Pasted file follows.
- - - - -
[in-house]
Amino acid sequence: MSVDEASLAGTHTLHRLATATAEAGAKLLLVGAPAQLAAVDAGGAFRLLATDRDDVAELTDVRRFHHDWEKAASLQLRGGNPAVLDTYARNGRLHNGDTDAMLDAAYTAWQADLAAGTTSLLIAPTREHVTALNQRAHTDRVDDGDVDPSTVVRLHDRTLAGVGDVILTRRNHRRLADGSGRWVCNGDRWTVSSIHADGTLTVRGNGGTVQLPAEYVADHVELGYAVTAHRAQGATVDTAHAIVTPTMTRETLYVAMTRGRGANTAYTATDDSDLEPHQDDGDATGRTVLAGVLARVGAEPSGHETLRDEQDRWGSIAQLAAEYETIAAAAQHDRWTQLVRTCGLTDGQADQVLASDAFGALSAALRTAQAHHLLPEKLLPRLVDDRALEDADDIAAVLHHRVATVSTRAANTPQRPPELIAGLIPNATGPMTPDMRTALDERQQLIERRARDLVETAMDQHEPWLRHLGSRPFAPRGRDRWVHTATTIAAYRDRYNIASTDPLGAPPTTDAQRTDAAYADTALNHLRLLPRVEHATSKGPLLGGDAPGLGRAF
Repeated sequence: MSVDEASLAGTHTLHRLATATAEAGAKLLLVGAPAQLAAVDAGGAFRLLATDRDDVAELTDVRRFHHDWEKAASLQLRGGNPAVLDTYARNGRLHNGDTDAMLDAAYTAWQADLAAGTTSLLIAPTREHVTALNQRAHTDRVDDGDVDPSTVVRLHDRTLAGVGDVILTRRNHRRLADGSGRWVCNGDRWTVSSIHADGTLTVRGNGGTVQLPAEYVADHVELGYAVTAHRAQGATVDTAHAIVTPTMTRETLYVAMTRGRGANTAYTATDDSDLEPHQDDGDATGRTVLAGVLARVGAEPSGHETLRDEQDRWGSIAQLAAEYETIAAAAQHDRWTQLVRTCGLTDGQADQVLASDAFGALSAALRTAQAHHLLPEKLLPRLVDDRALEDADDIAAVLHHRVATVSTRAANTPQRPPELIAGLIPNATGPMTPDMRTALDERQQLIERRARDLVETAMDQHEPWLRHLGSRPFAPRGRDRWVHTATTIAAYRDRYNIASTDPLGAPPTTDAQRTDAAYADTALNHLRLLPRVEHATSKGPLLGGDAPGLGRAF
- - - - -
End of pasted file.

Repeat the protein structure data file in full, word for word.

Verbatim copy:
[in-house]
Amino acid sequence: MSVDEASLAGTHTLHRLATATAEAGAKLLLVGAPAQLAAVDAGGAFRLLATDRDDVAELTDVRRFHHDWEKAASLQLRGGNPAVLDTYARNGRLHNGDTDAMLDAAYTAWQADLAAGTTSLLIAPTREHVTALNQRAHTDRVDDGDVDPSTVVRLHDRTLAGVGDVILTRRNHRRLADGSGRWVCNGDRWTVSSIHADGTLTVRGNGGTVQLPAEYVADHVELGYAVTAHRAQGATVDTAHAIVTPTMTRETLYVAMTRGRGANTAYTATDDSDLEPHQDDGDATGRTVLAGVLARVGAEPSGHETLRDEQDRWGSIAQLAAEYETIAAAAQHDRWTQLVRTCGLTDGQADQVLASDAFGALSAALRTAQAHHLLPEKLLPRLVDDRALEDADDIAAVLHHRVATVSTRAANTPQRPPELIAGLIPNATGPMTPDMRTALDERQQLIERRARDLVETAMDQHEPWLRHLGSRPFAPRGRDRWVHTATTIAAYRDRYNIASTDPLGAPPTTDAQRTDAAYADTALNHLRLLPRVEHATSKGPLLGGDAPGLGRAF
Repeated sequence: MSVDEASLAGTHTLHRLATATAEAGAKLLLVGAPAQLAAVDAGGAFRLLATDRDDVAELTDVRRFHHDWEKAASLQLRGGNPAVLDTYARNGRLHNGDTDAMLDAAYTAWQADLAAGTTSLLIAPTREHVTALNQRAHTDRVDDGDVDPSTVVRLHDRTLAGVGDVILTRRNHRRLADGSGRWVCNGDRWTVSSIHADGTLTVRGNGGTVQLPAEYVADHVELGYAVTAHRAQGATVDTAHAIVTPTMTRETLYVAMTRGRGANTAYTATDDSDLEPHQDDGDATGRTVLAGVLARVGAEPSGHETLRDEQDRWGSIAQLAAEYETIAAAAQHDRWTQLVRTCGLTDGQADQVLASDAFGALSAALRTAQAHHLLPEKLLPRLVDDRALEDADDIAAVLHHRVATVSTRAANTPQRPPELIAGLIPNATGPMTPDMRTALDERQQLIERRARDLVETAMDQHEPWLRHLGSRPFAPRGRDRWVHTATTIAAYRDRYNIASTDPLGAPPTTDAQRTDAAYADTALNHLRLLPRVEHATSKGPLLGGDAPGLGRAF